If you hate running, don’t start a running program. It’s as simple as that.

There are plenty of ways to exercise, eat and engage in some type of spiritual practice, the cornerstones of wellness. There are certainly workouts, healthy foods and relaxation or calming practices out there that you’ll like.

Try something. If it doesn’t feel positive, try something else.

Like your last boyfriend, sometimes if you give it time it grows on you. But if it doesn’t, move on and find something that feels right.

  • Be flexible and adjust your plan as needed.

You decide on a gym that seemed great on your trial days, but after a month, it doesn’t feel right.

You plan to work out after work, but after a week you notice you’re not sleeping as well or you’re too tired to get important things done.

Changing things up and tweaking a plan is a great way to make it your own.

The healthy meals you bought may cost too much to continue forever, but if they worked, find a way to make them yourself on the cheap.

It’s not a failure to decide to try something different. It’s an opportunity to be creative and come up with something new.

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3. Avoid an epic healthy eating, weight loss or fitness fail by preparing yourself in advance

  • Accept that this is going to be hard.

Changing entrenched patterns is difficult. You must choose health and wellness every day.

One day it may seem like you can totally do this. The next day, inexplicably, it seems so much harder to skip that caramel latte.

Remind yourself what your goals are, and why they’re important. Text your bestie and wail about how desperately you do not want to go out in the cold and run, and then, not even be able to eat your favorite, totally unhealthy meal.

But keep at it. It’s worth it to move toward your goals.

  • Don’t be too rigid.

Sticking with your plans for eating, exercise or spirituality daily is fantastic, in theory.

The day someone brings your favorite dessert to the office, maybe give yourself a break. Eating it will probably cause less stress than depriving yourself, as long as it doesn't happen frequently.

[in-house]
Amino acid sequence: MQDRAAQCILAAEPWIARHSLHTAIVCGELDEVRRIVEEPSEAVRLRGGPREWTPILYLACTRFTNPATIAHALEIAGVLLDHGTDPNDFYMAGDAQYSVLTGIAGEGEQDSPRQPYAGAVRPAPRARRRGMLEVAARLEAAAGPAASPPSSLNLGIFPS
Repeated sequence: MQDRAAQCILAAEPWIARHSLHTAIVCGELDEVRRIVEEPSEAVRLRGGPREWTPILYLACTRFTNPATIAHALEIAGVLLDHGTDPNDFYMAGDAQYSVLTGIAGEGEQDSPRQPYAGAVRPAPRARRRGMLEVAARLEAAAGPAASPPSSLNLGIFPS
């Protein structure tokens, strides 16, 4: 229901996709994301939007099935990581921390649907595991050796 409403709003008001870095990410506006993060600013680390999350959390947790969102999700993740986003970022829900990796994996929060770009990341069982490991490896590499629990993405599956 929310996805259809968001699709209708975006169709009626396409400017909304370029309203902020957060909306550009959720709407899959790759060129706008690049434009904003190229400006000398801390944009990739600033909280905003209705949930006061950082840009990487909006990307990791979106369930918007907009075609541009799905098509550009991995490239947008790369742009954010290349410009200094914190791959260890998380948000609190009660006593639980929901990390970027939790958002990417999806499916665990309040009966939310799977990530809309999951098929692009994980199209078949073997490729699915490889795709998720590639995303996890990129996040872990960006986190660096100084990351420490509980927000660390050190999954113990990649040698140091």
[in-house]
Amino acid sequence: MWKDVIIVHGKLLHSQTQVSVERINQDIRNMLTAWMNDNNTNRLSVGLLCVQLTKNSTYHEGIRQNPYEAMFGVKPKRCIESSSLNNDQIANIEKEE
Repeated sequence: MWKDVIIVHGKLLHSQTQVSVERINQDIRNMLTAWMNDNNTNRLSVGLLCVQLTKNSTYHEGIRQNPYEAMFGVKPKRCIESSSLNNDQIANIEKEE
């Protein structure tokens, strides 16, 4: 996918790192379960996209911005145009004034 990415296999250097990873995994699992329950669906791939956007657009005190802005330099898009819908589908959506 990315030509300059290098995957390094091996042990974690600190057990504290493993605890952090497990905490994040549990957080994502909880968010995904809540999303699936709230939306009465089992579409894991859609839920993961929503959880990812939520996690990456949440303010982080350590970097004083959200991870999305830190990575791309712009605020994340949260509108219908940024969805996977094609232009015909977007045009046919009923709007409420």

If you miss a day of exercise, that’s okay. Just don't skip workouts all the time.

Ruthless adherence to new wellness plans can be helpful to get you going at first, but when overplayed that kind of rigidity is more likely to lead to failure than a short detour from the path.

  • Reinforce your effort by building in a reward system.

Making healthy changes is often self-sustaining. When you feel better, look better and function better, you will want to do more of whatever got you there.

That said, it doesn’t hurt to build in rewards for effort. Putting aside money for something special, or making time to do something you’ll enjoy, are great ways to self-reinforce.

Using cheat days on meal plans and skipping classes or gym days as a reward can be worrisome, because it’s a slippery slope. It’s more effective to do something positive for yourself when you’ve achieved two weeks at the gym or on a new meal plan.

Fitness apps that track progress are also reinforcing because you can the results of your effort concretely.

  • Plan ahead for eventual relapse into old habits.

It’s normal to slip up on new health and wellness goals. There’s no need for self-criticism, belittling or whatever it is you do when you realize you’re not perfect. A lapse doesn’t have to be an epic fail.

Evaluate your slip up, decide if you need to make a change, and start again.

Lapses give you good information about your weaknesses. You can come up with ideas about avoiding pitfalls, like not allowing the breadbasket on the table in a restaurant, or making sure you don’t avoid the gym because you’re avoiding the ex.

Lapses also give you confidence when you see you can regain momentum.

  • Don’t get taken in by the next shiny object.

Use your common sense. It’s a long and winding road to health and wellness, complete with roadblocks.

Focus on planning your path forward, recovering from setbacks and enjoying the journey.

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Judith Tutin, Ph.D., ACC, is a licensed psychologist and certified life coach. Connect with her on her website, where you can request a free coaching call and find out how to bring more passion, fun and wellness to your life.